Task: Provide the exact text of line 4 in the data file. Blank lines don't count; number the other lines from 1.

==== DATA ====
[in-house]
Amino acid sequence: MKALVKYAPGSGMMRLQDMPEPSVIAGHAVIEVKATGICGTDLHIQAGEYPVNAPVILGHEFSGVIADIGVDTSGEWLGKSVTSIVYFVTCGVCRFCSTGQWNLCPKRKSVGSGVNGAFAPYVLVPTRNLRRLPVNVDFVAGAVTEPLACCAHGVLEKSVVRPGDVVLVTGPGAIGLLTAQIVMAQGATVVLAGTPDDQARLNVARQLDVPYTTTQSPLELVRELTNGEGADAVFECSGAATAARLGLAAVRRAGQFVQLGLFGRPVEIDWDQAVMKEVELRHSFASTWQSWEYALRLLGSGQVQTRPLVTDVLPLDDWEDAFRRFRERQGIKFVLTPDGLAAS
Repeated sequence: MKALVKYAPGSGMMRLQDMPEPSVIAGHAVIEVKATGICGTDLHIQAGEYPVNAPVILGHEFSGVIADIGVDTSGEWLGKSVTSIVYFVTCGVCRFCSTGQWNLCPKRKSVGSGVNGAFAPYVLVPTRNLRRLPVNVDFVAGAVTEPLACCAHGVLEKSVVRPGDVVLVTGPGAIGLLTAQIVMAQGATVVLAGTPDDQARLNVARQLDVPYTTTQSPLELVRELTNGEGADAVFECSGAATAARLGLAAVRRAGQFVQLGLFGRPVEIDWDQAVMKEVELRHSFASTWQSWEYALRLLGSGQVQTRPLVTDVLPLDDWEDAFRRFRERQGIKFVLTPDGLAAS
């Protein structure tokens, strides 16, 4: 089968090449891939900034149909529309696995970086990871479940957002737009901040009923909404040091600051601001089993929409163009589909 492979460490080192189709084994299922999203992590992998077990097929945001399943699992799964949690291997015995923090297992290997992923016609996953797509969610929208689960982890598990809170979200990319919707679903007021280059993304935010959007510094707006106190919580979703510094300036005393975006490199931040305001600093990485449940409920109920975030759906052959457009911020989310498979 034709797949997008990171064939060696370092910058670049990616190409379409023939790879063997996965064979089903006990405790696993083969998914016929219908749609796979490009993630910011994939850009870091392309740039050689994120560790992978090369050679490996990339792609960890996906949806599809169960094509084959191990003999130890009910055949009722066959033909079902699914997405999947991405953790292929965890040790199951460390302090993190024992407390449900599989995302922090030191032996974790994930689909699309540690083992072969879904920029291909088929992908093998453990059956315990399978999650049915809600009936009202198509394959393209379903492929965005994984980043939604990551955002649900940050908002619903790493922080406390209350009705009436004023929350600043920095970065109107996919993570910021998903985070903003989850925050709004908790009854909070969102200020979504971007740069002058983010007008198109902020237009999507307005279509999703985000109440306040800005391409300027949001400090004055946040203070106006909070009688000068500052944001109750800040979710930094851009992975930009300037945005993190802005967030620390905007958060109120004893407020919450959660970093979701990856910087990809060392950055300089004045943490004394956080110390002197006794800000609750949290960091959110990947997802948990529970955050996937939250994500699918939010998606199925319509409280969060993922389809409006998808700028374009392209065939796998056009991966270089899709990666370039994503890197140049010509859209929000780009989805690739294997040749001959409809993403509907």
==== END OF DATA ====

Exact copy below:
């Protein structure tokens, strides 16, 4: 089968090449891939900034149909529309696995970086990871479940957002737009901040009923909404040091600051601001089993929409163009589909 492979460490080192189709084994299922999203992590992998077990097929945001399943699992799964949690291997015995923090297992290997992923016609996953797509969610929208689960982890598990809170979200990319919707679903007021280059993304935010959007510094707006106190919580979703510094300036005393975006490199931040305001600093990485449940409920109920975030759906052959457009911020989310498979 034709797949997008990171064939060696370092910058670049990616190409379409023939790879063997996965064979089903006990405790696993083969998914016929219908749609796979490009993630910011994939850009870091392309740039050689994120560790992978090369050679490996990339792609960890996906949806599809169960094509084959191990003999130890009910055949009722066959033909079902699914997405999947991405953790292929965890040790199951460390302090993190024992407390449900599989995302922090030191032996974790994930689909699309540690083992072969879904920029291909088929992908093998453990059956315990399978999650049915809600009936009202198509394959393209379903492929965005994984980043939604990551955002649900940050908002619903790493922080406390209350009705009436004023929350600043920095970065109107996919993570910021998903985070903003989850925050709004908790009854909070969102200020979504971007740069002058983010007008198109902020237009999507307005279509999703985000109440306040800005391409300027949001400090004055946040203070106006909070009688000068500052944001109750800040979710930094851009992975930009300037945005993190802005967030620390905007958060109120004893407020919450959660970093979701990856910087990809060392950055300089004045943490004394956080110390002197006794800000609750949290960091959110990947997802948990529970955050996937939250994500699918939010998606199925319509409280969060993922389809409006998808700028374009392209065939796998056009991966270089899709990666370039994503890197140049010509859209929000780009989805690739294997040749001959409809993403509907």